Nova Law Review


Marc Rohr


As any well-taught law student knows, two things must generally

be true in order for an American court to render a binding in personam

judgment against a party who does not reside within the borders of the

state in which the court is located:' (1) the party's conduct must fall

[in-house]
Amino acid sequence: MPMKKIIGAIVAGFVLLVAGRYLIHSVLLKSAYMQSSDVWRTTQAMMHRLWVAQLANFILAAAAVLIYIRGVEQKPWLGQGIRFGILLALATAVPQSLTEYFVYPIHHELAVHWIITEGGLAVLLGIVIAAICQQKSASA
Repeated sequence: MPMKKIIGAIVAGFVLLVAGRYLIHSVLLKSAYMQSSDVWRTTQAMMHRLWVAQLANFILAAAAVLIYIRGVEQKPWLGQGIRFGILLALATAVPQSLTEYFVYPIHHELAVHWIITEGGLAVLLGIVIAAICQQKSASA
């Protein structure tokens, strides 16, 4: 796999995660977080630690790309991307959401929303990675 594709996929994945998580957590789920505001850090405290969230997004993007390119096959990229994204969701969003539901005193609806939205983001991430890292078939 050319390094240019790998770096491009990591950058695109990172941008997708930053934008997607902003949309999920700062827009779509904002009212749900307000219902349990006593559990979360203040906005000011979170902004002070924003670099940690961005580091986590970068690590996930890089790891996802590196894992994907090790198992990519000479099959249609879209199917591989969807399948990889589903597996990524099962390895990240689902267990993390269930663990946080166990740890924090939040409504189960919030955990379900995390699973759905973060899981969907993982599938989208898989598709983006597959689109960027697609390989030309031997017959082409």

within the terms of a statute of that state, universally known as a "long

arm statute," conferring power upon that state's courts to hear cases of

the kind described therein, and (2) the assertion of personal jurisdiction

under the long arm statute must satisfy the "minimum contacts" test

articulated by the United States Supreme Court in the case of International

Shoe Co. v. Washington.

Included in

Law Commons